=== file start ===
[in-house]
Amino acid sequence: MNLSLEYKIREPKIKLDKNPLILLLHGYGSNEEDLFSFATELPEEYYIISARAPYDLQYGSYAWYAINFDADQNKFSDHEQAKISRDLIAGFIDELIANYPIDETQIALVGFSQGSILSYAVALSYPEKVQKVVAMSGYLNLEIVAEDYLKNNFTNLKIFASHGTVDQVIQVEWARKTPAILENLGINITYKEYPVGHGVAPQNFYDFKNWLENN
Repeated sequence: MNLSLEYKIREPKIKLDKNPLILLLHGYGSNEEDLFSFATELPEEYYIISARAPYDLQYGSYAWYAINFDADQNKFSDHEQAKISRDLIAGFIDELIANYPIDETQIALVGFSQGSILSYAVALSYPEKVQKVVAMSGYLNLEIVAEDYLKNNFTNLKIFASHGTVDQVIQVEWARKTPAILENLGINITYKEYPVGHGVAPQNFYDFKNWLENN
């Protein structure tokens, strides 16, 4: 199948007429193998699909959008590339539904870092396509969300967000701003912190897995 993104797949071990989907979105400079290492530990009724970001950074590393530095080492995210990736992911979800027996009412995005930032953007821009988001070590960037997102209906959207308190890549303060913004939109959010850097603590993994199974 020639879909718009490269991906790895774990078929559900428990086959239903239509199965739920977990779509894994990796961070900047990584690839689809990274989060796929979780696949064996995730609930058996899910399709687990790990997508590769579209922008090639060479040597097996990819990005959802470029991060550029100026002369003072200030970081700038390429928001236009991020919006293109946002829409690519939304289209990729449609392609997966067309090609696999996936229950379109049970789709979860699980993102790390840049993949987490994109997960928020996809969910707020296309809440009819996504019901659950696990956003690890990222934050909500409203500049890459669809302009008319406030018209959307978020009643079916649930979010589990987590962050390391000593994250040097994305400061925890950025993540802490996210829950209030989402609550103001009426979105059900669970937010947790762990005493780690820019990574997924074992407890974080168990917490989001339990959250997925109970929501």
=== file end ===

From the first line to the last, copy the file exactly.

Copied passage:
[in-house]
Amino acid sequence: MNLSLEYKIREPKIKLDKNPLILLLHGYGSNEEDLFSFATELPEEYYIISARAPYDLQYGSYAWYAINFDADQNKFSDHEQAKISRDLIAGFIDELIANYPIDETQIALVGFSQGSILSYAVALSYPEKVQKVVAMSGYLNLEIVAEDYLKNNFTNLKIFASHGTVDQVIQVEWARKTPAILENLGINITYKEYPVGHGVAPQNFYDFKNWLENN
Repeated sequence: MNLSLEYKIREPKIKLDKNPLILLLHGYGSNEEDLFSFATELPEEYYIISARAPYDLQYGSYAWYAINFDADQNKFSDHEQAKISRDLIAGFIDELIANYPIDETQIALVGFSQGSILSYAVALSYPEKVQKVVAMSGYLNLEIVAEDYLKNNFTNLKIFASHGTVDQVIQVEWARKTPAILENLGINITYKEYPVGHGVAPQNFYDFKNWLENN
């Protein structure tokens, strides 16, 4: 199948007429193998699909959008590339539904870092396509969300967000701003912190897995 993104797949071990989907979105400079290492530990009724970001950074590393530095080492995210990736992911979800027996009412995005930032953007821009988001070590960037997102209906959207308190890549303060913004939109959010850097603590993994199974 020639879909718009490269991906790895774990078929559900428990086959239903239509199965739920977990779509894994990796961070900047990584690839689809990274989060796929979780696949064996995730609930058996899910399709687990790990997508590769579209922008090639060479040597097996990819990005959802470029991060550029100026002369003072200030970081700038390429928001236009991020919006293109946002829409690519939304289209990729449609392609997966067309090609696999996936229950379109049970789709979860699980993102790390840049993949987490994109997960928020996809969910707020296309809440009819996504019901659950696990956003690890990222934050909500409203500049890459669809302009008319406030018209959307978020009643079916649930979010589990987590962050390391000593994250040097994305400061925890950025993540802490996210829950209030989402609550103001009426979105059900669970937010947790762990005493780690820019990574997924074992407890974080168990917490989001339990959250997925109970929501």